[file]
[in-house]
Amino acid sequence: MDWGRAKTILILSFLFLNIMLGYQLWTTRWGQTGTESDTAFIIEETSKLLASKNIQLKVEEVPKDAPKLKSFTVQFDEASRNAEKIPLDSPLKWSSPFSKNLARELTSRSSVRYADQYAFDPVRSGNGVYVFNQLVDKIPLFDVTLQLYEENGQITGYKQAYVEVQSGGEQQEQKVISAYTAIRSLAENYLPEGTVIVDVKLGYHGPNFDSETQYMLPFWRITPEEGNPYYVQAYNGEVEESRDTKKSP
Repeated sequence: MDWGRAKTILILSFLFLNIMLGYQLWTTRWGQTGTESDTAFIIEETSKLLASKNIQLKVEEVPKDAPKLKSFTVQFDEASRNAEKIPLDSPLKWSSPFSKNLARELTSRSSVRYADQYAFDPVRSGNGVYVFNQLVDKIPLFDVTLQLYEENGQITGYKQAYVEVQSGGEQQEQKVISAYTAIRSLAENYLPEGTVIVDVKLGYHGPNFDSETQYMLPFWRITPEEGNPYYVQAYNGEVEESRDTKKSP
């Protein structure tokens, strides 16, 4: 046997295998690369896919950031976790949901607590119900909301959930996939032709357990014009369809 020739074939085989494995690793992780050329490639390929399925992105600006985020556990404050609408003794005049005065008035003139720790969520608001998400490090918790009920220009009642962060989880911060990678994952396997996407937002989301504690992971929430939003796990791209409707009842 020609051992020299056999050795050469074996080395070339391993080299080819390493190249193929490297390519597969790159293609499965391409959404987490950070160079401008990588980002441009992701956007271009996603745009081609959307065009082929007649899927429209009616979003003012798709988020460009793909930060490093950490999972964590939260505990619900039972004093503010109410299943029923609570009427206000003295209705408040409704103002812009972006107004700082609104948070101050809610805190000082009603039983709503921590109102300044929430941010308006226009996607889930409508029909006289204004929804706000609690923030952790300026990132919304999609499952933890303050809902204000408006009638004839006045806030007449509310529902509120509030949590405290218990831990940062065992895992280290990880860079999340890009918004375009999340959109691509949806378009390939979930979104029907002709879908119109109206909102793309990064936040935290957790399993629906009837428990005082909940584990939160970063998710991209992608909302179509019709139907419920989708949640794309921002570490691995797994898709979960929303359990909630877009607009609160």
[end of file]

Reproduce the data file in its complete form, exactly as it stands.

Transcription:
[in-house]
Amino acid sequence: MDWGRAKTILILSFLFLNIMLGYQLWTTRWGQTGTESDTAFIIEETSKLLASKNIQLKVEEVPKDAPKLKSFTVQFDEASRNAEKIPLDSPLKWSSPFSKNLARELTSRSSVRYADQYAFDPVRSGNGVYVFNQLVDKIPLFDVTLQLYEENGQITGYKQAYVEVQSGGEQQEQKVISAYTAIRSLAENYLPEGTVIVDVKLGYHGPNFDSETQYMLPFWRITPEEGNPYYVQAYNGEVEESRDTKKSP
Repeated sequence: MDWGRAKTILILSFLFLNIMLGYQLWTTRWGQTGTESDTAFIIEETSKLLASKNIQLKVEEVPKDAPKLKSFTVQFDEASRNAEKIPLDSPLKWSSPFSKNLARELTSRSSVRYADQYAFDPVRSGNGVYVFNQLVDKIPLFDVTLQLYEENGQITGYKQAYVEVQSGGEQQEQKVISAYTAIRSLAENYLPEGTVIVDVKLGYHGPNFDSETQYMLPFWRITPEEGNPYYVQAYNGEVEESRDTKKSP
């Protein structure tokens, strides 16, 4: 046997295998690369896919950031976790949901607590119900909301959930996939032709357990014009369809 020739074939085989494995690793992780050329490639390929399925992105600006985020556990404050609408003794005049005065008035003139720790969520608001998400490090918790009920220009009642962060989880911060990678994952396997996407937002989301504690992971929430939003796990791209409707009842 020609051992020299056999050795050469074996080395070339391993080299080819390493190249193929490297390519597969790159293609499965391409959404987490950070160079401008990588980002441009992701956007271009996603745009081609959307065009082929007649899927429209009616979003003012798709988020460009793909930060490093950490999972964590939260505990619900039972004093503010109410299943029923609570009427206000003295209705408040409704103002812009972006107004700082609104948070101050809610805190000082009603039983709503921590109102300044929430941010308006226009996607889930409508029909006289204004929804706000609690923030952790300026990132919304999609499952933890303050809902204000408006009638004839006045806030007449509310529902509120509030949590405290218990831990940062065992895992280290990880860079999340890009918004375009999340959109691509949806378009390939979930979104029907002709879908119109109206909102793309990064936040935290957790399993629906009837428990005082909940584990939160970063998710991209992608909302179509019709139907419920989708949640794309921002570490691995797994898709979960929303359990909630877009607009609160």